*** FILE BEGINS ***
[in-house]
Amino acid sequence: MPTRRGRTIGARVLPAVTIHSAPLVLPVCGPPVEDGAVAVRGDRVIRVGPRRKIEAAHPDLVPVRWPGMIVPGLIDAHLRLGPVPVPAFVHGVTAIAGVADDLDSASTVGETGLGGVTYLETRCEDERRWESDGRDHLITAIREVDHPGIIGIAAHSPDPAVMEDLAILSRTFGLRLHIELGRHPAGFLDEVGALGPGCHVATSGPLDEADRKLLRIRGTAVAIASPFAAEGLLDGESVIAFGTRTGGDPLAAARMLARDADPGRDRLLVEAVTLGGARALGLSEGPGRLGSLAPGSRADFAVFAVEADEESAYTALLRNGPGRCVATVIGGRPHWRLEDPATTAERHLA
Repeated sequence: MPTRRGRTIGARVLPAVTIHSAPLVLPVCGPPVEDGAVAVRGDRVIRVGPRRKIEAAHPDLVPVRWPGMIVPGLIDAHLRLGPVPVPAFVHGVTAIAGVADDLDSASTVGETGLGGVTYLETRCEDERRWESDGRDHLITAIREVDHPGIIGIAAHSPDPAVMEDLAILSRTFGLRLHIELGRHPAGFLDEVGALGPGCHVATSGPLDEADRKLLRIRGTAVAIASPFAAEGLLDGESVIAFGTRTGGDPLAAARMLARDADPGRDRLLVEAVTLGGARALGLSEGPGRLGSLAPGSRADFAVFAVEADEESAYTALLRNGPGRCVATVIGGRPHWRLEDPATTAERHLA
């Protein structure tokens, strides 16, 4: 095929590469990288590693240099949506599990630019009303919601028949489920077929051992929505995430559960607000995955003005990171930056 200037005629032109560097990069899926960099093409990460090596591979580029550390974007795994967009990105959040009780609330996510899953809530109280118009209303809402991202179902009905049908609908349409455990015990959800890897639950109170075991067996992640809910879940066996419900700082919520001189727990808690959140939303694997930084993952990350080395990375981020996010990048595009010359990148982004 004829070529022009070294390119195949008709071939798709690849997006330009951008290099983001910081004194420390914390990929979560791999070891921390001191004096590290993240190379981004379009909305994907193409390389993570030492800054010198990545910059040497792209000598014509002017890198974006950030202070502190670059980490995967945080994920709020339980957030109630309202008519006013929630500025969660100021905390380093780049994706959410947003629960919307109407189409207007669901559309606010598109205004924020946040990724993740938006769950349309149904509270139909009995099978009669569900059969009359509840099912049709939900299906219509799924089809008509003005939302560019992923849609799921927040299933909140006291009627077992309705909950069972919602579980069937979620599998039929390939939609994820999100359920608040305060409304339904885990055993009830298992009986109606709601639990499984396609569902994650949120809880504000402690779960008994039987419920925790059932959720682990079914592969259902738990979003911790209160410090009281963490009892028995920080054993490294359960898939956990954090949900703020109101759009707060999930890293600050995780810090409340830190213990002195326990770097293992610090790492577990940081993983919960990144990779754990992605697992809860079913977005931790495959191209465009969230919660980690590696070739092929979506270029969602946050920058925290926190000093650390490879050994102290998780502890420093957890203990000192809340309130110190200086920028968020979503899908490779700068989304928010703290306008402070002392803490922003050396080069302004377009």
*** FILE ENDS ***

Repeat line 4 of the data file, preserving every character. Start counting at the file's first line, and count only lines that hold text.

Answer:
């Protein structure tokens, strides 16, 4: 095929590469990288590693240099949506599990630019009303919601028949489920077929051992929505995430559960607000995955003005990171930056 200037005629032109560097990069899926960099093409990460090596591979580029550390974007795994967009990105959040009780609330996510899953809530109280118009209303809402991202179902009905049908609908349409455990015990959800890897639950109170075991067996992640809910879940066996419900700082919520001189727990808690959140939303694997930084993952990350080395990375981020996010990048595009010359990148982004 004829070529022009070294390119195949008709071939798709690849997006330009951008290099983001910081004194420390914390990929979560791999070891921390001191004096590290993240190379981004379009909305994907193409390389993570030492800054010198990545910059040497792209000598014509002017890198974006950030202070502190670059980490995967945080994920709020339980957030109630309202008519006013929630500025969660100021905390380093780049994706959410947003629960919307109407189409207007669901559309606010598109205004924020946040990724993740938006769950349309149904509270139909009995099978009669569900059969009359509840099912049709939900299906219509799924089809008509003005939302560019992923849609799921927040299933909140006291009627077992309705909950069972919602579980069937979620599998039929390939939609994820999100359920608040305060409304339904885990055993009830298992009986109606709601639990499984396609569902994650949120809880504000402690779960008994039987419920925790059932959720682990079914592969259902738990979003911790209160410090009281963490009892028995920080054993490294359960898939956990954090949900703020109101759009707060999930890293600050995780810090409340830190213990002195326990770097293992610090790492577990940081993983919960990144990779754990992605697992809860079913977005931790495959191209465009969230919660980690590696070739092929979506270029969602946050920058925290926190000093650390490879050994102290998780502890420093957890203990000192809340309130110190200086920028968020979503899908490779700068989304928010703290306008402070002392803490922003050396080069302004377009």